>Travel Pictures


A trip out west

With family in both Minnesota and Montana, a yearly rite of passage for us is to travel out along the highways and byways to explore the west. Bits and pieces of cultural history are scattered along the way, and it is usually pretty exciting to get a glimpse of our country's past, present, and future.

 Highway stops

The Corn Palace in Mitchell is one of the first stops you come across as you head west. Inside is a basketball court, but outside is a decorator's dream (or nightmare). Every year, corn is collected from the fields in the area to make huge murals and pictures. That's right, everything you see in these pictures is created with corn. That's how it gets its name (for anyone who needed that hint).

A couple of the stops along I-80 bring the past to life. One of these is the 1880s town "Where Dances with Wolves was Filmed" as they say in their advertisements. While we've never paid the $10 admission price to actually walk among the buildings, the sights from outside are pretty neat too.

One can see everything from an enormous cow head to a herd of wild horses (not to mention the carved eagle sitting out front of the complex)


Of course the big granddaddy of these stops is Wall Drug in South Dakota. Originally founded as a travelers' welcome to the Badlands, it has blossomed into a destination in and of itself.

There, one can get everything from the free ice water to buffalo burgers to the latest in western wear...

and a ride on a jackelope!!

The Badlands

Just past Wall Drug are the Badlands. I've discovered a nice (not super pretty, but very handy) free campground outside Wall where I've stopped a couple times. It is a convenient place to stay and offers good access to the road around the area - very useful to see some of the sights without actually going into the park itself.

In the early summer, the colors of the rocks against the green of the still-watered grasses makes for a stunning combination. 

While there are obviously some people who have tough stories to tell - 

and some who are still telling those stories -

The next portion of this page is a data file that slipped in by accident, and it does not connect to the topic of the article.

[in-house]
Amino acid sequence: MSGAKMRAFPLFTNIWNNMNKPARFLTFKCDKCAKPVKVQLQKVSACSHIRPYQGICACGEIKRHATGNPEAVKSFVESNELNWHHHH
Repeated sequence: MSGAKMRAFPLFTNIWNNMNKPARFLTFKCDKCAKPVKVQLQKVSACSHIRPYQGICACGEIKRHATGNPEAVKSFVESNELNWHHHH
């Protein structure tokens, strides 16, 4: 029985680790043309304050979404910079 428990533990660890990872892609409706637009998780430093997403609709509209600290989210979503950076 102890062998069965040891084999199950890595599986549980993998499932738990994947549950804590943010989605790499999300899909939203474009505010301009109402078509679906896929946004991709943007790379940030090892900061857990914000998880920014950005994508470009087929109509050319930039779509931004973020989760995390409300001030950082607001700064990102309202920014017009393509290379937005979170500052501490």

for the most part the landscape is given over to the animals.

Devil's Tower

In the northeast corner of Wyoming stands Devil's Tower. Revered by the Indians and noted by Lewis and Clark, it was immortalized in "Close Encounters of the Third Kind."
I think that the speculation is that it is the magma center of an ancient volcano. The rock on the outside has long since worn away, and just the center remains, sticking straight up into the blue sky. It reminded me of another promontory in the area that is now called Chimney Rock (although Alea thought it was pretty funny when she found out how the Native Americans referred to it. Obviously they didn't have chimneys, so they named it after what they saw in their area and called it "Antelope Penis").

Little Bighorn Battlefield

The site - formerly called Custer's Last Stand - is located about an hour or so south of Billings. It is the site where the George Custer and the 7th Cavalry were completely destroyed by Sioux and Cheyenne Indians on June 25th, 1876, and is today a national monument.
The headstones and memorials (to both soldiers and Indians alike) are scattered across the rolling hills.

and cutout figures stand as a mute reenactment to the events of that day.


We've been to several live rendezvous reenactments, where people dress up in period costumes and pretend to live as their ancestors did.
They live in authentic shelters from the times, including lean tos, cabins, and even the occasional teepee.

End of the road

Our new property in Rimini - just outside of Helena - is near Lincoln, where the Unabomber shacked up. For us, though, the highlight is the Lincoln rodeo. The small town atmosphere is fantastic, and the spirit of the competitors lets us know that we are at home again, at least until the end of the summer.

These are collected from a number of trips. Check out one of them here.

back to the USA page...
To the Stutz's Welcome Page